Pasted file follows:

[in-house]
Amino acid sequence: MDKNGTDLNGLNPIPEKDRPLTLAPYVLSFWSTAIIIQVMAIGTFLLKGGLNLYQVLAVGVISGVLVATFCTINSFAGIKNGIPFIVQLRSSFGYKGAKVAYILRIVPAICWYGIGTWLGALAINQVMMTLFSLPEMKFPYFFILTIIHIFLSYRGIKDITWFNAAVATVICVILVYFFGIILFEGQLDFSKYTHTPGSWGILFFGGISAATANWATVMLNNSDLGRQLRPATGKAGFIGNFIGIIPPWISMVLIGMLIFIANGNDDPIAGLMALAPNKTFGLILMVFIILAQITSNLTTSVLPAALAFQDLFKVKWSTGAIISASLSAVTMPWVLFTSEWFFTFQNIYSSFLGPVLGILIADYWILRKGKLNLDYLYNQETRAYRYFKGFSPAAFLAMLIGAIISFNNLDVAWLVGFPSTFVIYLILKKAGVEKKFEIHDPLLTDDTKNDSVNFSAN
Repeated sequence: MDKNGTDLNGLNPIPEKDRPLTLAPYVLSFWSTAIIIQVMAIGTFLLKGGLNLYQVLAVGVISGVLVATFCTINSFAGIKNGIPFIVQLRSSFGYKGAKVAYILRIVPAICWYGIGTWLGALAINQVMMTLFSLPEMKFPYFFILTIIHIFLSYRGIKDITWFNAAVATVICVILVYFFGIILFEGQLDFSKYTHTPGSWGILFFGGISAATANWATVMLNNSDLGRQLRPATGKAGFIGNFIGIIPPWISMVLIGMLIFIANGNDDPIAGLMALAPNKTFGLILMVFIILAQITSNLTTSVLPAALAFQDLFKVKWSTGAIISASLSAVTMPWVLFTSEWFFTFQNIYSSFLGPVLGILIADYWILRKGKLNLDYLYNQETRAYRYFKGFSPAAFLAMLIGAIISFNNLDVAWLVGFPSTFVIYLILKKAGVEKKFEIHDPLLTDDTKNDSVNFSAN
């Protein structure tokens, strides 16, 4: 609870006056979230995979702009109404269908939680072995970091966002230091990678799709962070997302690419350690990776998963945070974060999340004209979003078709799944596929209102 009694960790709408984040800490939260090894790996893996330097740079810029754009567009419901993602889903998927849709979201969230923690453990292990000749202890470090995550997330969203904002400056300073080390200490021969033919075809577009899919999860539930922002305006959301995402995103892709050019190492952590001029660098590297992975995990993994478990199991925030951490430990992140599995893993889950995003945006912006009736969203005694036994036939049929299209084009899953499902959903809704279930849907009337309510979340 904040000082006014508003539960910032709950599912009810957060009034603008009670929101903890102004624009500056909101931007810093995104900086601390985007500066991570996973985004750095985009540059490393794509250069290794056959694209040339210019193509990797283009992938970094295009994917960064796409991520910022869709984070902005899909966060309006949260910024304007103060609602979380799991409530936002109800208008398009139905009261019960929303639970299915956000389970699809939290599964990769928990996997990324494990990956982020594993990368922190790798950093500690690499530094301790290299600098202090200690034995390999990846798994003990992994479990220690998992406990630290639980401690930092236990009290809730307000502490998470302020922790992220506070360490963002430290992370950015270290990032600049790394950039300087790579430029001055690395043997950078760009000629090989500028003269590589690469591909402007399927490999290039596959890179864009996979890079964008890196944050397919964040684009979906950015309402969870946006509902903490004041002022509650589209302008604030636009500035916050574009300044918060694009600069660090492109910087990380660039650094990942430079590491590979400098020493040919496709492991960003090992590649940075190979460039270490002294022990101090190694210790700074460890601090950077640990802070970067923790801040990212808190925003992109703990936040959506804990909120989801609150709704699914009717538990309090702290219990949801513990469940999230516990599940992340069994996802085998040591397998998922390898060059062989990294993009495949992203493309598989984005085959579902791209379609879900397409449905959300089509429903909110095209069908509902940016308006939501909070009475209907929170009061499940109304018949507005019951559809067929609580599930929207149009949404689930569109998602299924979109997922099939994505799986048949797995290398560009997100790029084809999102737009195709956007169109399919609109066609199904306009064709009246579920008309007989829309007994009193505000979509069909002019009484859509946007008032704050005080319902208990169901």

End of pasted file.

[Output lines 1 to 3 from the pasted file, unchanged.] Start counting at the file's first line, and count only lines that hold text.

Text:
[in-house]
Amino acid sequence: MDKNGTDLNGLNPIPEKDRPLTLAPYVLSFWSTAIIIQVMAIGTFLLKGGLNLYQVLAVGVISGVLVATFCTINSFAGIKNGIPFIVQLRSSFGYKGAKVAYILRIVPAICWYGIGTWLGALAINQVMMTLFSLPEMKFPYFFILTIIHIFLSYRGIKDITWFNAAVATVICVILVYFFGIILFEGQLDFSKYTHTPGSWGILFFGGISAATANWATVMLNNSDLGRQLRPATGKAGFIGNFIGIIPPWISMVLIGMLIFIANGNDDPIAGLMALAPNKTFGLILMVFIILAQITSNLTTSVLPAALAFQDLFKVKWSTGAIISASLSAVTMPWVLFTSEWFFTFQNIYSSFLGPVLGILIADYWILRKGKLNLDYLYNQETRAYRYFKGFSPAAFLAMLIGAIISFNNLDVAWLVGFPSTFVIYLILKKAGVEKKFEIHDPLLTDDTKNDSVNFSAN
Repeated sequence: MDKNGTDLNGLNPIPEKDRPLTLAPYVLSFWSTAIIIQVMAIGTFLLKGGLNLYQVLAVGVISGVLVATFCTINSFAGIKNGIPFIVQLRSSFGYKGAKVAYILRIVPAICWYGIGTWLGALAINQVMMTLFSLPEMKFPYFFILTIIHIFLSYRGIKDITWFNAAVATVICVILVYFFGIILFEGQLDFSKYTHTPGSWGILFFGGISAATANWATVMLNNSDLGRQLRPATGKAGFIGNFIGIIPPWISMVLIGMLIFIANGNDDPIAGLMALAPNKTFGLILMVFIILAQITSNLTTSVLPAALAFQDLFKVKWSTGAIISASLSAVTMPWVLFTSEWFFTFQNIYSSFLGPVLGILIADYWILRKGKLNLDYLYNQETRAYRYFKGFSPAAFLAMLIGAIISFNNLDVAWLVGFPSTFVIYLILKKAGVEKKFEIHDPLLTDDTKNDSVNFSAN